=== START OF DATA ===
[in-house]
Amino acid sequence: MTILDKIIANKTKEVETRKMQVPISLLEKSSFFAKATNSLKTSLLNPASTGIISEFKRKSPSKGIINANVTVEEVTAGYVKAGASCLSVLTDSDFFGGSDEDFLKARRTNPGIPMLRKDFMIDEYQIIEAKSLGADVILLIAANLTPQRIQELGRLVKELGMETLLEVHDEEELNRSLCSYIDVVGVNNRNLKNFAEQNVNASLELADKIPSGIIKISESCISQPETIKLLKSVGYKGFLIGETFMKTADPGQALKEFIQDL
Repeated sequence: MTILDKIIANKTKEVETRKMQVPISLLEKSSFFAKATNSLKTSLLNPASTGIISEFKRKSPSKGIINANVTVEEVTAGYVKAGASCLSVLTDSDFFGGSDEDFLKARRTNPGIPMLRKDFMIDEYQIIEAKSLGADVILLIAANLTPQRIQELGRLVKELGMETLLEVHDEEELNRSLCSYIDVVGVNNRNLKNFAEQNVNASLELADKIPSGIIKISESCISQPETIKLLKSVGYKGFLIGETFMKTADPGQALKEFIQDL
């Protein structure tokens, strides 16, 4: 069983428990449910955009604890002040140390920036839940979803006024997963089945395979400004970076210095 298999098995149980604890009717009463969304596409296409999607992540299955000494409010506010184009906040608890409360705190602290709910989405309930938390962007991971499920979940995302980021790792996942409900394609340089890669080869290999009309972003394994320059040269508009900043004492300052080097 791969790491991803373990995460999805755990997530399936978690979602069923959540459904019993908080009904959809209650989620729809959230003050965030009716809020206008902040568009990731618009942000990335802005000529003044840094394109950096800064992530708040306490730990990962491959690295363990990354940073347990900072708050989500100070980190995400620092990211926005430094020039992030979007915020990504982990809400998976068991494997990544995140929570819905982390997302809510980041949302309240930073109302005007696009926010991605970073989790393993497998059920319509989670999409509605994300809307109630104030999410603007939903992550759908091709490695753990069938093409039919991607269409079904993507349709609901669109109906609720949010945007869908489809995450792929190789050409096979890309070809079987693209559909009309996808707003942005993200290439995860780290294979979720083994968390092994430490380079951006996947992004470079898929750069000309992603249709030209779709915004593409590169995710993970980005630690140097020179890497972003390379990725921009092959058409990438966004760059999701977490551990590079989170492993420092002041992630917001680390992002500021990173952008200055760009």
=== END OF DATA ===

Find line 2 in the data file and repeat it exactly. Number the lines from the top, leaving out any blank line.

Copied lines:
Amino acid sequence: MTILDKIIANKTKEVETRKMQVPISLLEKSSFFAKATNSLKTSLLNPASTGIISEFKRKSPSKGIINANVTVEEVTAGYVKAGASCLSVLTDSDFFGGSDEDFLKARRTNPGIPMLRKDFMIDEYQIIEAKSLGADVILLIAANLTPQRIQELGRLVKELGMETLLEVHDEEELNRSLCSYIDVVGVNNRNLKNFAEQNVNASLELADKIPSGIIKISESCISQPETIKLLKSVGYKGFLIGETFMKTADPGQALKEFIQDL